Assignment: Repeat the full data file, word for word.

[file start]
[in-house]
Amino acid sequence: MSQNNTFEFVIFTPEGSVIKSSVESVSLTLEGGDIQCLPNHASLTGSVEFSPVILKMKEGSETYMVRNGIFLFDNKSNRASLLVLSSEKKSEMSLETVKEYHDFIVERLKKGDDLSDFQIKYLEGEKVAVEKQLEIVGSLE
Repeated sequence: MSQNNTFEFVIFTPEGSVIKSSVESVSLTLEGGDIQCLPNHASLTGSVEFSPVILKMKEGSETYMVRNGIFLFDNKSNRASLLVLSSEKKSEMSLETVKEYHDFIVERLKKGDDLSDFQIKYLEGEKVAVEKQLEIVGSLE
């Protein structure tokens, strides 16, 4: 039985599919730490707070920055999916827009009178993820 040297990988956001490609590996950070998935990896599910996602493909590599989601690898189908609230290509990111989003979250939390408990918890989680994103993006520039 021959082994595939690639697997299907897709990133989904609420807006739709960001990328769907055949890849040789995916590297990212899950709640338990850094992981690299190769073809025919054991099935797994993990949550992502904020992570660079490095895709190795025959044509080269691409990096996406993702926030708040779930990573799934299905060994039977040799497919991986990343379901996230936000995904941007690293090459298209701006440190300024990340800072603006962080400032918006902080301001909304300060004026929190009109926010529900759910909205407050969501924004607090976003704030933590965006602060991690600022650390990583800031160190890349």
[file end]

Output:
[in-house]
Amino acid sequence: MSQNNTFEFVIFTPEGSVIKSSVESVSLTLEGGDIQCLPNHASLTGSVEFSPVILKMKEGSETYMVRNGIFLFDNKSNRASLLVLSSEKKSEMSLETVKEYHDFIVERLKKGDDLSDFQIKYLEGEKVAVEKQLEIVGSLE
Repeated sequence: MSQNNTFEFVIFTPEGSVIKSSVESVSLTLEGGDIQCLPNHASLTGSVEFSPVILKMKEGSETYMVRNGIFLFDNKSNRASLLVLSSEKKSEMSLETVKEYHDFIVERLKKGDDLSDFQIKYLEGEKVAVEKQLEIVGSLE
């Protein structure tokens, strides 16, 4: 039985599919730490707070920055999916827009009178993820 040297990988956001490609590996950070998935990896599910996602493909590599989601690898189908609230290509990111989003979250939390408990918890989680994103993006520039 021959082994595939690639697997299907897709990133989904609420807006739709960001990328769907055949890849040789995916590297990212899950709640338990850094992981690299190769073809025919054991099935797994993990949550992502904020992570660079490095895709190795025959044509080269691409990096996406993702926030708040779930990573799934299905060994039977040799497919991986990343379901996230936000995904941007690293090459298209701006440190300024990340800072603006962080400032918006902080301001909304300060004026929190009109926010529900759910909205407050969501924004607090976003704030933590965006602060991690600022650390990583800031160190890349």